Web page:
Secrecy violates common sense

Whether the men’s rugby team earned their suspension or not is shrouded in mystery. Administration won’t say exactly what it is that the team did, other than it involved heavy drinking and was “abhorrent.”The players and the bar protest that it was an ordinary night out and the inevitable rumours have begun to circulate. On the one hand, there are the horror stories about what ‘actually’ took place. On the other, there is the cynics’ belief that the misdeeds of the team — a team in a tier-two sport with a 2-6 season — provided a painless opportunity for the university’s administration to show they are tough on hazing, without actually doing much damage to the school’s athletics program.

Would the same punishment be meted out to the nationally-ranked men’s basketball team? The Canadian champion wrestling team?

Yes, says President Atkinson, but others aren’t sure.

The rumours combine with the sport’s reputation — last year’s hazing death at the University of New Brunswick, McGill’s annual infamous naked ‘elephant walk’ through residence — to create the kind of volatile speculation that tends to spiral out of control and cause lasting grudges.

A pity, because it could easily be avoided by simply providing the public with the facts. When action as drastic as suspending a team for an entire season is required, the reasons for the action are also necessary. To laud the school’s actions, to criticize or defend the team without them is irresponsible.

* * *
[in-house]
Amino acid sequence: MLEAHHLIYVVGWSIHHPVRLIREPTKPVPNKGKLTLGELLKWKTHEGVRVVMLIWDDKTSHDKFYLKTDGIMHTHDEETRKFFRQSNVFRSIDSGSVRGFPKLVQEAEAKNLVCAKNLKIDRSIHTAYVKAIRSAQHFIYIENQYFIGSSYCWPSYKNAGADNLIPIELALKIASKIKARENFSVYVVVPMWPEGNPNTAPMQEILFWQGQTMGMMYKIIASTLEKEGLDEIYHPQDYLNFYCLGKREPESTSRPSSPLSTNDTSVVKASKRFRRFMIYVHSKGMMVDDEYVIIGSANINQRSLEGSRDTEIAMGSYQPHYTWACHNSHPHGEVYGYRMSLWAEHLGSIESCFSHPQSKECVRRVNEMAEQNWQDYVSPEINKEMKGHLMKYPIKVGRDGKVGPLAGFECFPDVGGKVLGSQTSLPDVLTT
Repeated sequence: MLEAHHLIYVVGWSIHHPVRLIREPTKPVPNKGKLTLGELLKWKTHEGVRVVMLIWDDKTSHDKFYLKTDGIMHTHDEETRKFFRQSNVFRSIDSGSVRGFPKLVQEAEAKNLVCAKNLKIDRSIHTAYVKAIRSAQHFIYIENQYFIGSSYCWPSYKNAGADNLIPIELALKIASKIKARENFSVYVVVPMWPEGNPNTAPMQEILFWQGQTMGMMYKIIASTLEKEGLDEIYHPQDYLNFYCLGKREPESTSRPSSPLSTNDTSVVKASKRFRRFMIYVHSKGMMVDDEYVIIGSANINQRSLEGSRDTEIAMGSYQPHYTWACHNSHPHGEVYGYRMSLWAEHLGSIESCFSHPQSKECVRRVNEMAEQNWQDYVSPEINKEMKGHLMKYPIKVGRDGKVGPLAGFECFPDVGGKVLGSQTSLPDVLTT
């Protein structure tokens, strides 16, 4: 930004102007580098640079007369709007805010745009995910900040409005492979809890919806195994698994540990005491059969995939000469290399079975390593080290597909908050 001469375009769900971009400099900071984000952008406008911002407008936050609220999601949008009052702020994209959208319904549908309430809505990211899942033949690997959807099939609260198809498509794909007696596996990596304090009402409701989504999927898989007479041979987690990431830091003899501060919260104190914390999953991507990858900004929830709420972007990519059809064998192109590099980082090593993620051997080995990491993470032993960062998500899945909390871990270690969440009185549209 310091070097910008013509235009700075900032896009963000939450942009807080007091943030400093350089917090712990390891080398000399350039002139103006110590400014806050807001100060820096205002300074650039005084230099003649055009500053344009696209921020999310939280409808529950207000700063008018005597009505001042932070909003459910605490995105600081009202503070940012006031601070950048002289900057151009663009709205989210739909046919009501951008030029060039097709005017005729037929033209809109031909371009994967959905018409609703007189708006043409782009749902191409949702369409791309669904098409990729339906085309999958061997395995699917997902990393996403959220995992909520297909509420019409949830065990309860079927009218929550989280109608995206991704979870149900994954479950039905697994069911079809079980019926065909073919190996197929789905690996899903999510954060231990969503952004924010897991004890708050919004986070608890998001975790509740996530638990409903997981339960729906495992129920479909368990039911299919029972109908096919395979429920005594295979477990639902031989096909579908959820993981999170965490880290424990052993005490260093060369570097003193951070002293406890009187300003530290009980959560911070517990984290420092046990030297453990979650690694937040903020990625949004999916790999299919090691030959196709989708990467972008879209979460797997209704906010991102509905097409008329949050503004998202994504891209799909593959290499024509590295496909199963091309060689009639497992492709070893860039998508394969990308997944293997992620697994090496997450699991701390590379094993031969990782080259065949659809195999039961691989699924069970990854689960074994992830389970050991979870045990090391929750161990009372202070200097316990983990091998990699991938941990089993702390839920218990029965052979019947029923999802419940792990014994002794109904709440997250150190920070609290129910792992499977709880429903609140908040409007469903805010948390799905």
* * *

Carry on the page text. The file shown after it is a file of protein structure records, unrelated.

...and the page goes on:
The university says that they’re keeping the details under wraps to prevent the team “further punishment,” according to the St. Catharines Standard. But the stigma of being suspended will certainly lead both students and the general public to believe the worst, so not releasing specifics will hardly do them any favours.

Keeping unnecessary secrets is a long-standing tradition at this institution. The reasons for this are not as clear as they would appear. The University of British Columbia lost a lawsuit to the university’s student newspaper this past summer, which resulted in the forced disclosure of the terms of the university’s exclusive beverage contract. The predicted earth-shattering, deal-breaking, corporation-deterring consequences were remarkably lacking. A couple of over-eager student journalists got to read a lot of legalese, the university still exclusively sells Coke, and corporations continue to line up to do business.

The sad truth? Secrets are neither as exciting nor as necessary as the James Bond movies of our youth would lead us to believe. They create a false sense of excitement around otherwise mundane bits of information. They also cause a lack of accountability. Transparency is necessary for both justice and democracy, which some still believe university students are entitled to.

Ontario universities, unlike community colleges and publicly funded universities in most Canadian provinces and all U.S. states, don’t fall under freedom of information legislation. While universities are required to institute their own FOI codes, the results are, to put it mildly, declawed.

This creates an atmosphere where everything that might cast a negative light on the institution is kept confidential and a system where the participants turn into mindless consumers rather than knowledgeable citizens. Students fund this university, through taxes and tuition, and have a right to an informed opinion about its workings — even about something as minor in the grand scheme as athletics teams.

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